Also, I would think a 3.62 ERA does qualify as #3 starter level performance in the AL East, even if it was achieved by outperforming his peripherals (and stars aligning)

      • Ted Nelson says:

        Garcia is three months older than Burnett…

        The ERA you assigned Burnett in his best case is worse than Garcia’s ERA from last season. Garcia’s best case is an ERA below 3.62. Burnett’s best case is an ERA of 3.75. Burnett has more upside? Not sure how that logic works.

    • Ted Nelson says:

      Yeah, I tend to agree. Hughes has solid upside as a younger guy coming off an injury and Garcia has been a better pitcher for two years in a row now.

      Mike loves velocity, though, so I’m not surprised to see the guy who throws the hardest is his pick for best upside.

      • Mike Axisa says:

        Mike loves velocity, though, so I’m not surprised to see the guy who throws the hardest is his pick for best upside.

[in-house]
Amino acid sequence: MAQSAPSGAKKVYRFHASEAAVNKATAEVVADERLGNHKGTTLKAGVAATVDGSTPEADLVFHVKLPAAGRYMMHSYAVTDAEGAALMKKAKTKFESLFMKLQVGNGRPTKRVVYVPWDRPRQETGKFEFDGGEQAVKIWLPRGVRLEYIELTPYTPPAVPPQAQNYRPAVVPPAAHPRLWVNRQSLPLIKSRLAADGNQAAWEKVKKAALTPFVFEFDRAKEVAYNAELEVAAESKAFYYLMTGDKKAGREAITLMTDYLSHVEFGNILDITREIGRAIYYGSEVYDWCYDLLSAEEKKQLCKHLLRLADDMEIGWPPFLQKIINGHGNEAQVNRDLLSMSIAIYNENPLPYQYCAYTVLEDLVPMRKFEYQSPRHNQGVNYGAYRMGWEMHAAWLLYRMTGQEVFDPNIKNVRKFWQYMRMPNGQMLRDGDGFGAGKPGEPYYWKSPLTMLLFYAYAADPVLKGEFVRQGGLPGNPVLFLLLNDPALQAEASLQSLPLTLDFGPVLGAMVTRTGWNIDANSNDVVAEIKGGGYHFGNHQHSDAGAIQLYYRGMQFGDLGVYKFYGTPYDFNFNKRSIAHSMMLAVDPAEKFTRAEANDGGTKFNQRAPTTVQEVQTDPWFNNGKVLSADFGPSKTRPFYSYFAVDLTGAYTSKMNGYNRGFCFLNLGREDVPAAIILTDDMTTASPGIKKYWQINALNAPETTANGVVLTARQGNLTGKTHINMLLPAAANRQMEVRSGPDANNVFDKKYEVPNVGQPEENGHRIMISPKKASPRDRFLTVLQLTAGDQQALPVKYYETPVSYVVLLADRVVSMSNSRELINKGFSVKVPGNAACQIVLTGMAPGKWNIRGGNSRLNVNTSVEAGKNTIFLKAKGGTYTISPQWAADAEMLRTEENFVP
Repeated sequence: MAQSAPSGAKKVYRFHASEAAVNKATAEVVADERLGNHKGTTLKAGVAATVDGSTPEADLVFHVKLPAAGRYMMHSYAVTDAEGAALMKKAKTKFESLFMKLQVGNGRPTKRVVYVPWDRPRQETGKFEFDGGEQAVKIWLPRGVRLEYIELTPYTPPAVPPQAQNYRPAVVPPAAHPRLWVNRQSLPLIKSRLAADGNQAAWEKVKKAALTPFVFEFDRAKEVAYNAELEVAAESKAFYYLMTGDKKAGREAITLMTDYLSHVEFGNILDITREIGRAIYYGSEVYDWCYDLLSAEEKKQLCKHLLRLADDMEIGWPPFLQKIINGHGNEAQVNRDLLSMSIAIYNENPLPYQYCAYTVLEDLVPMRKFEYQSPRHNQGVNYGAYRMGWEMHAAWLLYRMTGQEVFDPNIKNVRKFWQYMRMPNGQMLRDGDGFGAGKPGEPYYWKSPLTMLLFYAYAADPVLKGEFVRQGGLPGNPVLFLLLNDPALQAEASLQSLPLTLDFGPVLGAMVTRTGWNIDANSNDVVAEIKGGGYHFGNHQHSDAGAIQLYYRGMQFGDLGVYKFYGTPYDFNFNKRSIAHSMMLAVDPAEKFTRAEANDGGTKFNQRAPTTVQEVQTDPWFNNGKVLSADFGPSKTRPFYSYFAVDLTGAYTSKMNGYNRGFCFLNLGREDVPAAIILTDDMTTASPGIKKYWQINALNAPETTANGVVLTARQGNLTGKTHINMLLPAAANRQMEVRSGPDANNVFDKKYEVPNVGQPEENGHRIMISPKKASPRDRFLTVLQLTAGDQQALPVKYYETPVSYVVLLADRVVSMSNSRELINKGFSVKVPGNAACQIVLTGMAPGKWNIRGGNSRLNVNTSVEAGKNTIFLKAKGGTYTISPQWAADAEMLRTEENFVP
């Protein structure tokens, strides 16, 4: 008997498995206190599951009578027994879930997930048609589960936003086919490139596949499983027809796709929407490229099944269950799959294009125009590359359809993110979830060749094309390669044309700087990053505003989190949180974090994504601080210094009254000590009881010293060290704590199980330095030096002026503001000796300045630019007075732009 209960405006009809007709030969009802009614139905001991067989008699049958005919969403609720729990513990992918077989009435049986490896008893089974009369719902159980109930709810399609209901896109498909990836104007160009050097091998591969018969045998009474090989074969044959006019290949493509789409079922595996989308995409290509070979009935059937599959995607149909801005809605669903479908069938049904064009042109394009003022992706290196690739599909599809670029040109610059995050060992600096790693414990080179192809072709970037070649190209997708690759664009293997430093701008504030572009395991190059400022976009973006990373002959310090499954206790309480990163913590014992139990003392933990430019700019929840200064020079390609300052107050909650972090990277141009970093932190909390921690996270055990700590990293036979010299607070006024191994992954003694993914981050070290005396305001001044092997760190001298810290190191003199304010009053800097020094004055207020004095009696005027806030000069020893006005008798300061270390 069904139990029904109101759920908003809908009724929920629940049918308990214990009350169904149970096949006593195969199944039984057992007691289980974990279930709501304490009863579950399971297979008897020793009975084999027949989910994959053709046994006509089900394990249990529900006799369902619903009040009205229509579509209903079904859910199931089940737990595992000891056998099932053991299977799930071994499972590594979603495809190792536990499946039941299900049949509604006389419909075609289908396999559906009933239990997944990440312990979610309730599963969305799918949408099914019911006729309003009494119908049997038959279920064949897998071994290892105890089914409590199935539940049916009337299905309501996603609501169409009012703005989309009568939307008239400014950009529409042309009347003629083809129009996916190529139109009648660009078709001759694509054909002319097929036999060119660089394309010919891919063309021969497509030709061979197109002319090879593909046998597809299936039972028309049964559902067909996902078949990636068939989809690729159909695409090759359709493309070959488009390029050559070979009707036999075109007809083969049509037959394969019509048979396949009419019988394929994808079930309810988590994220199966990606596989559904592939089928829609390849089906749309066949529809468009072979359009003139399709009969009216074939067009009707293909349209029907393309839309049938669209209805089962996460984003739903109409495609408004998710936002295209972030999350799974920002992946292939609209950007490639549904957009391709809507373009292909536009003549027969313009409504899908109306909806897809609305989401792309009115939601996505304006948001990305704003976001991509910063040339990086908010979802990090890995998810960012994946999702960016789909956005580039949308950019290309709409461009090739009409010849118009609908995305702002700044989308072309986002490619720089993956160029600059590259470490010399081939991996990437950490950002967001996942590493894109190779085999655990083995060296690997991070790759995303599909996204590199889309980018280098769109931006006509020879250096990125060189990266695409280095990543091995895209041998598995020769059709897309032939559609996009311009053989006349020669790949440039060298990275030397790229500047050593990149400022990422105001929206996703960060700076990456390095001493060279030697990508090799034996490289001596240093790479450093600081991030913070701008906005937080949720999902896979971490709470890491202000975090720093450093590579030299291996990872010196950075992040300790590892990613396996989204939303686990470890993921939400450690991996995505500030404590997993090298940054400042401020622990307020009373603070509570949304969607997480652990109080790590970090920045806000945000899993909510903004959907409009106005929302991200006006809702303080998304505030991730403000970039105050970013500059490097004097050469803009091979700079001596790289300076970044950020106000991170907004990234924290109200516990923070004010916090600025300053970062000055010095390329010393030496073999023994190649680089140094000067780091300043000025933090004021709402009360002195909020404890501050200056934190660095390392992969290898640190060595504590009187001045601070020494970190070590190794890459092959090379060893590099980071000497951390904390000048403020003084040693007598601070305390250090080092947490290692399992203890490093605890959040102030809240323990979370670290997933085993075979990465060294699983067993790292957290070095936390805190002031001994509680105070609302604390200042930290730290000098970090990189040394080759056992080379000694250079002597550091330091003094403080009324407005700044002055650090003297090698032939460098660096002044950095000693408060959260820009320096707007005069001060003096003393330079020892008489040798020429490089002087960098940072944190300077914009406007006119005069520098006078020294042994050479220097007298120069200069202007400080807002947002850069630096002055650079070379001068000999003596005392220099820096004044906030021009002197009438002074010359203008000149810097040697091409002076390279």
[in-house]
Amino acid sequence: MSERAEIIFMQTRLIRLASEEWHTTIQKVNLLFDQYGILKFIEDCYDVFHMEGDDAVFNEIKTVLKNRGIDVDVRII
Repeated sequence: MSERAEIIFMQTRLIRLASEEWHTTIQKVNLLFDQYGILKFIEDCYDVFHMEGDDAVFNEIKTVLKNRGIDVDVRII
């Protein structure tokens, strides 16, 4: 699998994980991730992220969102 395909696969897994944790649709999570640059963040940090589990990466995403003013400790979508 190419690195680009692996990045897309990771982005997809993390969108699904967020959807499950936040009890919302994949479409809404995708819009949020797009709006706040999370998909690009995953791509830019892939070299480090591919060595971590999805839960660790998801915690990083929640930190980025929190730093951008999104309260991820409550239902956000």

Not at all what I said.

        • Ted Nelson says:

          Read what I wrote instead of getting defensive. I did not say you said anything. I said that given your consistent overvaluing of velocity, it is not surprising for you to assign the highest upside to guy who throws the hardest.

          • Mike Axisa says:

            …it is not surprising for you to assign the highest upside to guy who throws the hardest.

            You’re still doing it.

            • Mister Delaware says:

              Eh, Mike, I think I have to go with Ted on this one. He’s consistently shown that he knows the underlying thoughts behind a post better than the poster of the post.

              • Dave says:

                lol^^ I agree Ted nailed that one. I’m surprised he graces with his presence. Without his astute baseball knowledge, none of us would be able to form our own opinions.